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How to Make an Easy Marble Tilt Table Game

DIY marble wood tilt table game easy tutorial

Hello new friends! My name is Elisha from PneumaticAddict.com and I'm new around here. I'll be contributing cool DIY projects and trying to turn you all into Master Builders. Like my buddy Kim, I'm a girl who loves her power tools. You can usually find me in the garage, covered in sawdust or creating new, free building plans to share on my site.

I'm a not a woodworker. Woodworkers spend 2 weeks carving a jewelry box out of rich mahogany. I buy a couple sheets of plywood and build a set of modern bunk beds for my twins. I love to make all kinds of cool things and I'm not too big of a snob to use 2 x 4's. Grandpa was a woodworker though, and a dang good one. He made hand turned, hardwood bowls that were absolutely gorgeous! My grandpa created some of the most beautiful things out of wood and was well known in our town for his workmanship. Unfortunately, Alzheimer's had a tight hold of Grandpa by the time I discovered my love for building. I hesitate to show my work to family members because they often get teary eyed and tell me "how proud Grandpa would be" - which makes me get all teary eyed too.

My grandpa loved to make wooden toys! My boys still play will a set of checkers I inherited as a small girl. I want to make fun little things that my grandkids with play with, but since I'm not a "real woodworker" I have to get creative. I came up with a Marble Tilt Table Game using an off-the-shelf shadow box frame. Aside from the ball bearings (which were $0.14 at Ace Hardware), I found all my supplies on sale at Joann's for around $16. If you're more the Amazon type, I've provided affiliate links (*) below.

Materials List:


Cut List:
  • (4) 1/4" dowel @ 9-1/4"
  • (2) 1/4" dowel @ 4-3/4"
  • (14) 1/4" dowel @ 3/4"
  • (2) 1/4" dowel @ 8"
  • (2) 1/4" dowel @ 9-1/2"

1. This tutorial calls for an 8" x 10" shadow box with a 3/4" deep cavity, which appears to be a pretty standard size.


2. First, pry open the little tabs in back and remove the backer board. Then, pull out the liner frame; You won't need it.


3. You will need to purchase or cut a piece of 8" x 10" x 1/8" chipboard, MDF, or foamcore. It's the exact size of a picture frame backer board, so you can steal one from an old frame like me, or you can buy one pre-cut in the framing section of the craft store.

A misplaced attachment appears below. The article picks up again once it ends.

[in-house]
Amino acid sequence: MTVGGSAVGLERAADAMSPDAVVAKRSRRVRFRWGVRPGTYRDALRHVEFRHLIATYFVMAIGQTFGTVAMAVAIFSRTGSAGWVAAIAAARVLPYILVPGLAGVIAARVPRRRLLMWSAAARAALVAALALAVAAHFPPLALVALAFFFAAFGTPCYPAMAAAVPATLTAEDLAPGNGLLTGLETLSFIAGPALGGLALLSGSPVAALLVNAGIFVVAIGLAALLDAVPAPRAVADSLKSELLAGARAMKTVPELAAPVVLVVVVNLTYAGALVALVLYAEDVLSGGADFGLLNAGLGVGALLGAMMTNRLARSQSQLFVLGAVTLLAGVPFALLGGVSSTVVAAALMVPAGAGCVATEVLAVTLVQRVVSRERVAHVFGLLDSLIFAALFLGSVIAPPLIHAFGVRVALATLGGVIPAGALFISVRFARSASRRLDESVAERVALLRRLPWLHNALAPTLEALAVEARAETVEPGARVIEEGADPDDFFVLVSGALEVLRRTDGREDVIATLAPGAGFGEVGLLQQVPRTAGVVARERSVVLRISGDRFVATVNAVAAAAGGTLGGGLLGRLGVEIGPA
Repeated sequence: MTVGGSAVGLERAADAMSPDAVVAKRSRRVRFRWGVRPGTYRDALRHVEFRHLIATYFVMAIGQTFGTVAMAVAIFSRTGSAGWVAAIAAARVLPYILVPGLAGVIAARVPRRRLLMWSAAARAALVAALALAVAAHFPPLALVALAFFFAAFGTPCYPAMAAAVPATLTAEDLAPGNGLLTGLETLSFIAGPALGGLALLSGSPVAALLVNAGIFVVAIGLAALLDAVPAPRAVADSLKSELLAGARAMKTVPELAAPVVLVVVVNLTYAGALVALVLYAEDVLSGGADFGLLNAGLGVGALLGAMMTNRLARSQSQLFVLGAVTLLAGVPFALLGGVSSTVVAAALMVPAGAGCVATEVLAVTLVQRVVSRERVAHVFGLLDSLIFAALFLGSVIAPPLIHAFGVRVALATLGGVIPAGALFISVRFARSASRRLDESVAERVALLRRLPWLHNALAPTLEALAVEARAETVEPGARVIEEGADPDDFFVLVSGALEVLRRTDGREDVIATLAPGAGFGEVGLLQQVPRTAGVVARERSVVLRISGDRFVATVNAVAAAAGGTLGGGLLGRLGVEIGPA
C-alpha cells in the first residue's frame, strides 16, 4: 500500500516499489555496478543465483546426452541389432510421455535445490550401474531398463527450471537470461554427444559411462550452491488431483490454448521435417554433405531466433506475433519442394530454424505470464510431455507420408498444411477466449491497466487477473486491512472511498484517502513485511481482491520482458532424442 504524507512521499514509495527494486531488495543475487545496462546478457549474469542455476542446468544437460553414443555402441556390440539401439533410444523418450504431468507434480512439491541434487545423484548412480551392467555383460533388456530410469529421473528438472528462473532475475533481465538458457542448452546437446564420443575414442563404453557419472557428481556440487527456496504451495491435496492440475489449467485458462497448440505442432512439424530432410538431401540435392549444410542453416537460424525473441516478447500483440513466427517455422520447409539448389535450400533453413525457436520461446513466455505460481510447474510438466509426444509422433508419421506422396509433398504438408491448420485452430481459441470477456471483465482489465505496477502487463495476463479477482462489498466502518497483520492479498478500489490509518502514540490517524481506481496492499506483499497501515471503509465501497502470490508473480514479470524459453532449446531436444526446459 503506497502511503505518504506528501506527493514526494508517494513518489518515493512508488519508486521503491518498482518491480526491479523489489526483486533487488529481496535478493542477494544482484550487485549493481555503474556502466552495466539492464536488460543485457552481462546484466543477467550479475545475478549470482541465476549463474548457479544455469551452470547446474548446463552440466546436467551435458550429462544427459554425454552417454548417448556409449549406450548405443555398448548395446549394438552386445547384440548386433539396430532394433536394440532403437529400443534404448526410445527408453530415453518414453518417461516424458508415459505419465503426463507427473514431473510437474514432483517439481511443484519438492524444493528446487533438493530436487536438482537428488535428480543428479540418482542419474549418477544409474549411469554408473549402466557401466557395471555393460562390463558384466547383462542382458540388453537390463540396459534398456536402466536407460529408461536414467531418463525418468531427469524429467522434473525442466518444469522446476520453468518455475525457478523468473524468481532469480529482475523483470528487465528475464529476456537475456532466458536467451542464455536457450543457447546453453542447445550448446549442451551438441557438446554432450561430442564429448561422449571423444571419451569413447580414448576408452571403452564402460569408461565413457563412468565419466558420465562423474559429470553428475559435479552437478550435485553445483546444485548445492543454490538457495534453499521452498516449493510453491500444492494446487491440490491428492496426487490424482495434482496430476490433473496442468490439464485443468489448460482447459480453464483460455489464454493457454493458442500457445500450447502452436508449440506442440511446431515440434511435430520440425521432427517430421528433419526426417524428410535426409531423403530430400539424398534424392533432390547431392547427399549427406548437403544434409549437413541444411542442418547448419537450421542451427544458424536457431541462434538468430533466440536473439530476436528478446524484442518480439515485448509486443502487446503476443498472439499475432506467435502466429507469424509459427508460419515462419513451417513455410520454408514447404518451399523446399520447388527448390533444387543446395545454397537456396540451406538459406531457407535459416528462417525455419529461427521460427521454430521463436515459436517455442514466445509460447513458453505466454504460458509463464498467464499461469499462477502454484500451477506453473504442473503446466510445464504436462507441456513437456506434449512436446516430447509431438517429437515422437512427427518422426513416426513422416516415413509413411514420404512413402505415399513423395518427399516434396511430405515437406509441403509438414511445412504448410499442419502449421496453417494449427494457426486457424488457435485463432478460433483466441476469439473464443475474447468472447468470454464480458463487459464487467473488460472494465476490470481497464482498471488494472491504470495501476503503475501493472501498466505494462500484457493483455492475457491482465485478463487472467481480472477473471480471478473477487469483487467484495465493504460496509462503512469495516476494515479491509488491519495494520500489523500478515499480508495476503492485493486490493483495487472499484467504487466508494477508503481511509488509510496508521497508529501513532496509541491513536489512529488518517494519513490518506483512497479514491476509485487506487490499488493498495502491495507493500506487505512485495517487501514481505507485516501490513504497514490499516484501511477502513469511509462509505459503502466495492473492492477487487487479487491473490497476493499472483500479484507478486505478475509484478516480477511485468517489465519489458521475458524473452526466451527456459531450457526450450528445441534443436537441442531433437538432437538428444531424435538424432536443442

4. The next step is to use a pencil and ruler to draw the lines where your stiles and rails will go on your game board.


Because I'm a nerd, I sketched up a diagram for placement. Feel free to print this image out (make sure it's to scale) and use it as a template for your board.


5. Mark and cut the 1/4" into pieces using a small hand saw. I found the discarded liner frame made a nice little platform to cut on. Sand any rough or sharp edges.


6. Using a *quick setting wood glue, start attaching the horizontal rails over the penciled lines, alternating which end is flush to the edge.


7. Next, add the vertical stiles tightly against the rails.



8. Once the glue has dried, use a 3/8" drill bit to create holes in the designated positions on the game board. Make sure the holes are flat and smooth so the ball will roll easily. Sand the edges if needed.


9. Flip the game board over and glue 1/4" riser pieces around the perimeter. Glue the original backer board that came with the frame on top of the risers.


10. You need a place for the ball bearing to enter the maze and exit, so drill an additional hole in the "start" corner, as well as the "finish" corner of the frame, about 1/4" inch from the top edge.

You may chose also drill a hole in the backer board or bottom-center of the frame as a release hole to retrieve the ball if you have an "oops" and fall through the board.


11. The last step is to drop the game board with attached backer into place and bend the tabs closed. That's it. Drop in a ball bearing and you're ready to play!


My boys had tons of fun playing, avoiding the holes. I wouldn't recommend letting small children play unsupervised since there are glass and small chokeables involved. A handmade game would be an awesome Father's or Mother's Day gift though.


I thought about painting the game board, but fell in love with the neutrality of the bare wood. If you were fun and crafty, I bet you could come up with a fun design.

shadowbox easy marble handmade game tutorial

Did you like this idea? I'll be back again soon to share another cool DIY project. In the meantime, check out PneumaticAddict.com and pin the image below to save the idea for later!

DIY shadow box tilt table handmade game tutorial



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